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It’s not on, sport- Daniel Kehoe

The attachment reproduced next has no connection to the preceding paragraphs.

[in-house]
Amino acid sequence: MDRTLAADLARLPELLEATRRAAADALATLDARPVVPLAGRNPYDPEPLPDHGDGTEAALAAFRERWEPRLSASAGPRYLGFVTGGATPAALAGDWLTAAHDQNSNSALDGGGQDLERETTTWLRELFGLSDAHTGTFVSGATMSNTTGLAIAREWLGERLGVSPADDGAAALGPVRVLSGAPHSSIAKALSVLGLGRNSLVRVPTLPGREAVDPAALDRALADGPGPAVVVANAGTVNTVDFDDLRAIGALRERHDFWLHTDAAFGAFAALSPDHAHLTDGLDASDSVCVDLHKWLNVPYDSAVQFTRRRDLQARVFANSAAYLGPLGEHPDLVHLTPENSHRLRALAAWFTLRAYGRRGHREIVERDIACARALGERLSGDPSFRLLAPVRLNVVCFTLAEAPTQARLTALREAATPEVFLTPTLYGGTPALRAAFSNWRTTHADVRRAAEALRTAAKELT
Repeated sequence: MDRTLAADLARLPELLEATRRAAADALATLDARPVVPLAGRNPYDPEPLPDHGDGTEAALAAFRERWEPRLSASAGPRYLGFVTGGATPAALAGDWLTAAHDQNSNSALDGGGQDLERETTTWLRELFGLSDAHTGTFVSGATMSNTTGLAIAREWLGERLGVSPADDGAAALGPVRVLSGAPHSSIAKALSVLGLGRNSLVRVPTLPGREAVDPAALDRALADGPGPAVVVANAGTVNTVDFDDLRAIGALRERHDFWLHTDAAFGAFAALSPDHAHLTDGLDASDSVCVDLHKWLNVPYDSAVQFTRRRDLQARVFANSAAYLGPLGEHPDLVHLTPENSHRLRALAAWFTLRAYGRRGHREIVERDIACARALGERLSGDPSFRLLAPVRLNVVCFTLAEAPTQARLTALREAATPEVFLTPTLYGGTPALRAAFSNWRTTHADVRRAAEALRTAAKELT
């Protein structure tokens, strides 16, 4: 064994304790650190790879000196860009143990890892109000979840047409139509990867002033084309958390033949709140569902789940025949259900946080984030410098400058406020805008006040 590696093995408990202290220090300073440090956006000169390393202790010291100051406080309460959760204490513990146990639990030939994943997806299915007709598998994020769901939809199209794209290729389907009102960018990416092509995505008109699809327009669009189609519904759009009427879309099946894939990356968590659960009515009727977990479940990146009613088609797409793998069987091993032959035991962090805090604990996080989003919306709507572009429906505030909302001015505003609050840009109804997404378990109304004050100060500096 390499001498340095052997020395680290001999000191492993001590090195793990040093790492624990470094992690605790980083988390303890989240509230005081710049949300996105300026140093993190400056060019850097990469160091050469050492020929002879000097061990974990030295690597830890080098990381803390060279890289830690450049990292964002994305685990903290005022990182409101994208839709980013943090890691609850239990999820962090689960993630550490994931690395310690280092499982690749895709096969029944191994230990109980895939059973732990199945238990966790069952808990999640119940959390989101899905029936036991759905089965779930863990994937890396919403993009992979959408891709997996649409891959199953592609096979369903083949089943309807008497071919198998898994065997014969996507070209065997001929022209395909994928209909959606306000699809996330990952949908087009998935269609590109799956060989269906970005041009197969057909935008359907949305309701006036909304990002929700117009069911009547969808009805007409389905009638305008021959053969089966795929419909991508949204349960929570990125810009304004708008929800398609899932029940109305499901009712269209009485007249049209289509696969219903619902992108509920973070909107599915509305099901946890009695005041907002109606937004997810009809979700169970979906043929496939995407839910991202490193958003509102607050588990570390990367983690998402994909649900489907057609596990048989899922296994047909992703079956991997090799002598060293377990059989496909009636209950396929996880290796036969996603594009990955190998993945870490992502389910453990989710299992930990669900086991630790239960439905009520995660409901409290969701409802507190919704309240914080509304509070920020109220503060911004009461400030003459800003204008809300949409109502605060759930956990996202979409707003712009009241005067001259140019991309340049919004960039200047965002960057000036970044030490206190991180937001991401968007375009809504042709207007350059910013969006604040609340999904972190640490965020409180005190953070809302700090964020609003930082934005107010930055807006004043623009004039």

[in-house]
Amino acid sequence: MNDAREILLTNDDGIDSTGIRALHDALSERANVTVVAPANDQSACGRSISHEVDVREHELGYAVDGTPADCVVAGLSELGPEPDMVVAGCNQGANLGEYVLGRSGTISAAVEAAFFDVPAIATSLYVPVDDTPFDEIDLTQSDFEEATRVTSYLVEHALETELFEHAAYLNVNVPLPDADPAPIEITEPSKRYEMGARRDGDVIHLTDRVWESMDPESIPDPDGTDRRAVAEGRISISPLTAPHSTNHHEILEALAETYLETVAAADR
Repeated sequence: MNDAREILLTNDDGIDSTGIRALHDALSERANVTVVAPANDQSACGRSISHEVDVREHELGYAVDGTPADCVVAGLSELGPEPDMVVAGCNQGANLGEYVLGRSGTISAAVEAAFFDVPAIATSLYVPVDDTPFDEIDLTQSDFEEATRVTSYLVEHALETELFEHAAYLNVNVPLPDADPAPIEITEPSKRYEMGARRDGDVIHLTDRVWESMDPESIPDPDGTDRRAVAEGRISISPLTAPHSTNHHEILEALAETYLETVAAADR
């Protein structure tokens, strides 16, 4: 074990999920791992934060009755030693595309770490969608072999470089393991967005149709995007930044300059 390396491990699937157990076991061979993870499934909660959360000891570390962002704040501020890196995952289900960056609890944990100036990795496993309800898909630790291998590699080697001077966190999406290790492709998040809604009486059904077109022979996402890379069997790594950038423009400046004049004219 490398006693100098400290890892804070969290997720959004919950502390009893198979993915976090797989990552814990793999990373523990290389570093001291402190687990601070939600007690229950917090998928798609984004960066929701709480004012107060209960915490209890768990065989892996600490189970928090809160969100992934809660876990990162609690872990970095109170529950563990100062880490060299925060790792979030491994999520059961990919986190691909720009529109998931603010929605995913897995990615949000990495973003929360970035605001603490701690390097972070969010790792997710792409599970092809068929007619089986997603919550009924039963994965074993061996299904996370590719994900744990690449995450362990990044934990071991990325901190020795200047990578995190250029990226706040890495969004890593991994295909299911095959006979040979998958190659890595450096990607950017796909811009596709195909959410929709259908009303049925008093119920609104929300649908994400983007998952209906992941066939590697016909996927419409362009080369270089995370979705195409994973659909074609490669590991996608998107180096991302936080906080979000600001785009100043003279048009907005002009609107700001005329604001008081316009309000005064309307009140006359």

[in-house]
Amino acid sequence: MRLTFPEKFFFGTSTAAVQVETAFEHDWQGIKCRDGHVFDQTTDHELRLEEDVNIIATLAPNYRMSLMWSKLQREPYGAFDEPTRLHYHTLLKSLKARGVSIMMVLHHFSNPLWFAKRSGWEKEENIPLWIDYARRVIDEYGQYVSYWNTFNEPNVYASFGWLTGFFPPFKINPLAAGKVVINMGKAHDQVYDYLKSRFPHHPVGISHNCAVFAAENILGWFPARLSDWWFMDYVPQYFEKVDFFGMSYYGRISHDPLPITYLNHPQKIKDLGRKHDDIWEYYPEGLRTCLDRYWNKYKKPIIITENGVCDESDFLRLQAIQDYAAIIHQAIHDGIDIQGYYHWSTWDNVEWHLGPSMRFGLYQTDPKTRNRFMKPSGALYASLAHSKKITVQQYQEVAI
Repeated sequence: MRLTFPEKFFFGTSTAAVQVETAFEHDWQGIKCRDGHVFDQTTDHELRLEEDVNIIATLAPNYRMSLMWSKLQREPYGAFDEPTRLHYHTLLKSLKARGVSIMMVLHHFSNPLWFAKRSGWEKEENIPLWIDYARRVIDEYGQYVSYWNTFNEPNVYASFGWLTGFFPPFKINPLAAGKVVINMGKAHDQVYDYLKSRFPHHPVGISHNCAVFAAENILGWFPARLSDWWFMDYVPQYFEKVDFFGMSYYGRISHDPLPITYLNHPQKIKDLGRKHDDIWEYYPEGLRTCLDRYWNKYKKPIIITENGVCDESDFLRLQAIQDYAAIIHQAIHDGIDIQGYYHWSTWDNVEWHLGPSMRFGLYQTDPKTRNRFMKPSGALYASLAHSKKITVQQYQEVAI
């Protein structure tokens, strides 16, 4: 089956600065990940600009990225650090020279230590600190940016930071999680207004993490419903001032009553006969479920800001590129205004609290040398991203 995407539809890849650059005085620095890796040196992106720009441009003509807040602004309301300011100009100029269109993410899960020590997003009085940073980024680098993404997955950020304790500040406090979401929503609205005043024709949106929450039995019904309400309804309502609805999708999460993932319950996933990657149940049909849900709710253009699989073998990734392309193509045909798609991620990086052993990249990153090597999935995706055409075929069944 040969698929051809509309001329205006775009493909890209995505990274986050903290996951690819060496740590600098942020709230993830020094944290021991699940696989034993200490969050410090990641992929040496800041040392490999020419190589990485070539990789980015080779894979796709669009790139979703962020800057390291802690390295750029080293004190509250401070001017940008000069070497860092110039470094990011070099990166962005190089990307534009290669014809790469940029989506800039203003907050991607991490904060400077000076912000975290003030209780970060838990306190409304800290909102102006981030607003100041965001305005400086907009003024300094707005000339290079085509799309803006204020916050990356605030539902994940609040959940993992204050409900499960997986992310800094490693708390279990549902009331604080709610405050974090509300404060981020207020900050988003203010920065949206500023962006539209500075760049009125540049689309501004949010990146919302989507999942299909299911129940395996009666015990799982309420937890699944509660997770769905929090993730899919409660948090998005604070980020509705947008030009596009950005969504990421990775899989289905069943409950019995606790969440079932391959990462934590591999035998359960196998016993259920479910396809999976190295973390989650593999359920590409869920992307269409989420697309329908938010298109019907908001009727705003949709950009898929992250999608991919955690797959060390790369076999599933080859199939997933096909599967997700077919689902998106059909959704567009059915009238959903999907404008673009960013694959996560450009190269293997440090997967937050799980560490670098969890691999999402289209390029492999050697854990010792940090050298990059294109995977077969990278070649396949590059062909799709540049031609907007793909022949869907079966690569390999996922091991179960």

I’M frequently reminded of a time I was engaged to deliver a session on behaviour and motivation at a company’s management conference. I had the graveyard shift – the session immediately after a lunch where the old sleep inducer, alcohol, had been served. The eyes would start glazing and the heads start nodding just after, “Hi. My name is…” Worse still. I was following the great and legendary Australian Rules footballer and coach, Ron Barassi who was delivering a session on motivation before lunch. I think I got the gig (never thought I would use that word; see how I’m prepared to go with the times?) because I didn’t step back quickly enough when our boss asked for volunteers to step forward. There were about 20 managers attending my session. I was staggered when, late that evening at the bar, one of them made a comment I have never forgotten (sadly for you). He said that Barassi’s session had been entertaining and that it was great to hear from one of the true icons of Australian football. But he learned more about behaviour and motivation from my session. A couple of others at the bar nodded in agreement. I based my session around this model. B = f (P x E). Behaviour is a function of the person and their interaction with their environment. Behaviour Simply put, behaviour is what people say and do. And any time you invest in any initiative designed to change (improve) people’s behaviour, you should expect to see them engage in behaviour that is new, different and better. If you don’t, you have just wasted time and money. Person This is where you consider the things internal to the person that influence their behaviour. Things such as skills, knowledge, attitude, perceptions/beliefs, values, mental and physical health, stress levels, temperament/personality, needs, wants, experience and the like. Environment This is where you consider things external to the person that influence their behaviour in the workplace. Things such as culture, structure, policies and strategy, systems and procedures, work practices, customer expectations, peer expectations, physical environment, rewards, work conditions, management expectations, laws and regulations, market fluctuations, society expectations, competitors, personal relationships and so on. Phew, that’s a bit complicated. As a bare minimum, any initiative that you undertake to change, develop or improve the behaviour of your people needs to identify, explore and align their perceptions; to incorporate their values, to use the power of peer influence and to factor in the actions of managers/team leaders. Are you still there? Good, because this leads me on to my question. Can you employ coaching strategies and tactics used in sport in the workplace? My answer is no. A qualified no. Why? Because we are not comparing apples with apples. The environment, the motives, the conditions, the ‘pay offs’ applying in the sports arena are vastly different from those in the workplace. Yes, but the proponents of applying sporting analogies to the workplace (and there are lots of them) say that is the whole point. We should create in the workplace the same environmental conditions and tactics that apply in sporting environments. This doesn’t work because an essential difference is the motives of people to play sport and the motives of people to work. Another essential difference is the different competencies required in the sports arena from those required in the workplace. I know – and I’ll bet you do, too – people who have achieved little in the workplace but have been outstanding performers in their chosen sport. And, of course, the converse applies too. Outstanding performers in the workplace can be under-performers at sport. So what? Well, I still see well-meaning people trying to induce better performance from management and staff by using analogies with sports. I watch the body language and the signs of frustration and general turn off from the workers. They don’t connect because they know there is little real connection. Sure, they enjoy being in the presence of the champion and listening to amusing anecdotes. So before you compare the things that motivate people to play golf, to play football, to climb mountains, to run marathons, to excel in any sport, with the workplace, ask yourself several questions. Why do you want to use a sports analogy? Do you really think that you convince people by saying this is what happens in golf/football/cricket/mountain climbing and therefore we ought to do it in the workplace? What is the real relevance of this sport to the workplace? What are the real lessons that can be applied in the workplace? Will using this sport as a comparative example for the workplace really make any difference to whether people excel or not?

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